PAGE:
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Old Clee is located in the Clee Road (A46) and Carr Lane area of eastern Grimsby, North East Lincolnshire, England, and adjoins the neighbouring town of Cleethorpes, to which it has historic links. It is in the Heneage ward of the North East Lincolnshire Unitary Council. Previously a separate village, its parish church of Holy Trinity and Saint Mary, claimed to be the oldest building in Grimsby, has a Saxon tower dating from 1050 AD. Located in the area are the Old Clee infants/junior schools (Colin Avenue) and the Havelock Academy (Holyoake Road). Nearby is the King George V Stadium.
The settlement of Clee was in existence by the time of the Norman Conquest and is mentioned in the Domesday Book, as a village of over twenty households, held by brothers Erik and Tosti in 1066, and by Odo, half-brother of William the Conqueror, following the conquest. Its Domesday Book name was Cleia, from the Old English for clay, in reference to the area's soil.
Clee was one of six villages, or thorpes, within a wider ancient parish, also called Clee. Of the six villages, only Old Clee, as it is now known, and, to the west, Weelsby, remain. The north-western village of Holme, or South Holm, is now part of Grimsby, while the eastern villages of Hole or Oole, Itterby and Thrunscoe joined to form the town of Cleethorpes. The southern boundary with Humberston was at Buck Beck. The latter three settlements later joined to form the town of Cleethorpes.
A long-standing dispute with Grimsby over the position of the boundary stone near what is now Bath Street was legally settled in favour of Clee in 1830. Until the mid-19th century, Clee parish operated the open field system of agriculture. Under the Enclosure award of 1846 land in Clee village and Cleethorpes was divided between various landowners, mainly G.F Heneage, Richard Thorold and Sidney Sussex College.
As trade in the Grimsby commercial and fishing docks expanded, its population grew, which led to a shortage of land for housing within Grimsby. From the 1860s there was a movement of people across the town's eastern boundary into the almost uninhabited northern part of Clee (called New Clee) near Grimsby docks. This area lay between Humber Street and Park Street, which formed the boundary with the Cleethorpes section of the parish.
By the 1880s the population of New Clee had reached over 9,000, nearly all dependent on the fishing trades. From this built-up area, about a mile to the south-east lay the sparsely populated rural area of Old Clee, with its medieval church, farms, cottages and grammar school.
The western boundary of Clee parish with Grimsby ran along the eastern side of what is now Scartho Road cemetery, crossed Weelsby Road wound through the Peoples Park, then veered north-east into Welholme Road. From there it continued north along the length of and included Willingham Street, also taking in part of Pasture Street and Bradley Street to Hainton Square.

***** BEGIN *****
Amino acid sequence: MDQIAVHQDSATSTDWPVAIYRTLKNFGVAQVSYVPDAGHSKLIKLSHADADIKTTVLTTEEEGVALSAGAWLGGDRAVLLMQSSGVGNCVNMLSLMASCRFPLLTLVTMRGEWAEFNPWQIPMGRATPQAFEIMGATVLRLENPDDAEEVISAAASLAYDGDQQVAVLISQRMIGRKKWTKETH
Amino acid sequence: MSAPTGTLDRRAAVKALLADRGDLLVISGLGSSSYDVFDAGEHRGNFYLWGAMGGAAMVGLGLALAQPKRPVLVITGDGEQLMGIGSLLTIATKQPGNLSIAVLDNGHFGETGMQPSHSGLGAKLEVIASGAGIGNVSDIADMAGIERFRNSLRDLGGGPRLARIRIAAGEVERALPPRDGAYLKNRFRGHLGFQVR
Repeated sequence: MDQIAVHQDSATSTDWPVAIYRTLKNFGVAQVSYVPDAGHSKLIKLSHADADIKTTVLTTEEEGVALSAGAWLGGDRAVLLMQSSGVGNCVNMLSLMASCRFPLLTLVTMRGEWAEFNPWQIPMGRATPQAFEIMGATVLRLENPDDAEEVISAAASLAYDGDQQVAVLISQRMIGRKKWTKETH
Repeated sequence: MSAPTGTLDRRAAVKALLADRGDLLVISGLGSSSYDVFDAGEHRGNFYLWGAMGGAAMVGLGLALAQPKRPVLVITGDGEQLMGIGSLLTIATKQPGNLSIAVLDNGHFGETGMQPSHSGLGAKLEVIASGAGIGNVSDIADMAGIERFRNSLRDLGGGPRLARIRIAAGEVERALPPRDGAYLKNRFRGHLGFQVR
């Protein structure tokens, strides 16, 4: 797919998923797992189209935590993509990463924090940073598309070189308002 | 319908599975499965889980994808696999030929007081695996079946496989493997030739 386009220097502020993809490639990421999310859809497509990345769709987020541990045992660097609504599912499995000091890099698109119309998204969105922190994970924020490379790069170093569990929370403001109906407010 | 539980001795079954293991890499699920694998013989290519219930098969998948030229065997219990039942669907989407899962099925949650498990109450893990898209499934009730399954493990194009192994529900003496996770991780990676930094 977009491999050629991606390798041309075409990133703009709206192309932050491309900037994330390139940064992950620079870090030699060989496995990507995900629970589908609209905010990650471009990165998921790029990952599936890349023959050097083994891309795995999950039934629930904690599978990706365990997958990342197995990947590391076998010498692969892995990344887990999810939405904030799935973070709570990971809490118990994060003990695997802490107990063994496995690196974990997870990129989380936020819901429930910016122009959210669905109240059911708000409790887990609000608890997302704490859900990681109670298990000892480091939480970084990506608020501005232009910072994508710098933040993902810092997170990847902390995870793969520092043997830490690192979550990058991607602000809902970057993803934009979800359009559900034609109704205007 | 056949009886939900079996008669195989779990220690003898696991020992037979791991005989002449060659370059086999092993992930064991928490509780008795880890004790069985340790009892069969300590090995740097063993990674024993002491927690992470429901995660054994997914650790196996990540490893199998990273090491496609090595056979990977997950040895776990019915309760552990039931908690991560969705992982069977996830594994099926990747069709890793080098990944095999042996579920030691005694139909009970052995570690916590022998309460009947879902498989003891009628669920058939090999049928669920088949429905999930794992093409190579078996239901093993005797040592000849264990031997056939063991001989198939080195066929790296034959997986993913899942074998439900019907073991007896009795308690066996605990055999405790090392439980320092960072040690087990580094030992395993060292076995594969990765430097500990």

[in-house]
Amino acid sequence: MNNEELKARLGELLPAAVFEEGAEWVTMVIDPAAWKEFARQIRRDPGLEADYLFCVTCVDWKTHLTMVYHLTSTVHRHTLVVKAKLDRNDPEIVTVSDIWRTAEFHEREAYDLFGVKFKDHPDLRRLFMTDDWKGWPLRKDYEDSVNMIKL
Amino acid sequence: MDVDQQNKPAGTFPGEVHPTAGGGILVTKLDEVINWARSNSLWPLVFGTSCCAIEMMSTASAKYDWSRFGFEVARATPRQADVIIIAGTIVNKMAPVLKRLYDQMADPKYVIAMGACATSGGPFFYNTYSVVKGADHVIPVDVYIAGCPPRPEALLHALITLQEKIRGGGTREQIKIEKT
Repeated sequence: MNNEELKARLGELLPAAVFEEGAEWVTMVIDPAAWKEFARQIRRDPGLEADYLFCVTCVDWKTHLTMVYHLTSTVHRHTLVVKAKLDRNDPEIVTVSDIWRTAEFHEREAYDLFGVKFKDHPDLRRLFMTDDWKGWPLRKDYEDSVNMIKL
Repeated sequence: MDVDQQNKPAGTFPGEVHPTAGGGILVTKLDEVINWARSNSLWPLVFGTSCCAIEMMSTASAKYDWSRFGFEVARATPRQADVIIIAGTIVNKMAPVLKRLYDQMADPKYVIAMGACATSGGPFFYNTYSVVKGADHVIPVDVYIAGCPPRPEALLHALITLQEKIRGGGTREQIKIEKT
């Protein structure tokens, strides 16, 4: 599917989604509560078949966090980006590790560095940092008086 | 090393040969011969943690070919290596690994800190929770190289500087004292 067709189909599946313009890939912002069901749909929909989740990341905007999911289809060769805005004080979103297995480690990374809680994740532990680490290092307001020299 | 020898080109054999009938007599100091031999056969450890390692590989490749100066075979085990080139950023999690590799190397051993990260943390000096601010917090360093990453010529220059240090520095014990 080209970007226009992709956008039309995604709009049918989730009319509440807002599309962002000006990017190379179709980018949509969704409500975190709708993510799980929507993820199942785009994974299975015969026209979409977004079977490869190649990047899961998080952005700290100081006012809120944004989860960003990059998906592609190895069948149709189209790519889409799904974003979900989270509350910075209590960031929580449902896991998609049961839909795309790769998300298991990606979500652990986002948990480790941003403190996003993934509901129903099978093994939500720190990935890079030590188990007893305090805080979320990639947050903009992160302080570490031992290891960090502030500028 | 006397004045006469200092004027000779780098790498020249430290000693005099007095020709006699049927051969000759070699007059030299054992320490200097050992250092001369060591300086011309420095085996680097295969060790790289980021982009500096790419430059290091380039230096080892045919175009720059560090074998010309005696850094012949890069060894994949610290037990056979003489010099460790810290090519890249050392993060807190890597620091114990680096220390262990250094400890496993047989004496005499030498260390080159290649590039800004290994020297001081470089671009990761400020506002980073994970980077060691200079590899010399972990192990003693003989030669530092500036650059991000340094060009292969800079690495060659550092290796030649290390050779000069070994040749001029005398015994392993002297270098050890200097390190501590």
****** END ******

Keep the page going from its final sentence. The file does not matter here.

From Hainton Square the boundary then crossed Wellington Street to the junction with Albion Street. Albion Street was on the Grimsby side of the boundary whereas neighbouring Charles Street (later renamed Hope Street) was in Clee. Moving north the line continued to Bath Street, Cleethorpe Road, ending at Humber Street near Grimsby docks.
In 1889 New Clee, Old Clee and the northern part of Weelsby were absorbed by Grimsby. In 1894 this area was re-constituted as the civil parish of Clee within the borough of Grimsby a status it retained until 1928. During the following years the open space between New Clee and Old Clee village disappeared as housing developments spread into the Grant Thorold and Carr Lane areas. Also in 1894 the area south of Weelsby Road and Clee Road became the separate parish of Weelsby  which remained outside the enlarged borough. Cleethorpes became an urban district.
The present church is Grade I English Heritage listed. Its Saxon tower dates to 1050, while a Latin inscription records the dedication of the church, to 'Saint Trinity and St. Mary the Virgin', by Hugh, Bishop of Lincoln, in 1192. The church was intended to provide not only a place of worship, but also a vantage point from which to watch for Viking invaders and a sanctuary to protect the villagers.[according to whom?] During the building of the tower, an image of a face was added to one side.
Clee Hall, formerly known as Mordaunt Hall, for the family of that name which lived there, is two storey farmhouse, which dates to the Elizabethan era, with some late 19th to early 20th century additions. The house and garden are surrounded by the remains of a Medieval moat.
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- Drury, Edward; The Great Grimsby Story, E. Drury (1987)[self-published source?]
- Watson, C. Ernest; A History of Clee and the Thorpes of Clee, Lulu.com (2008). ISBN 140923844X
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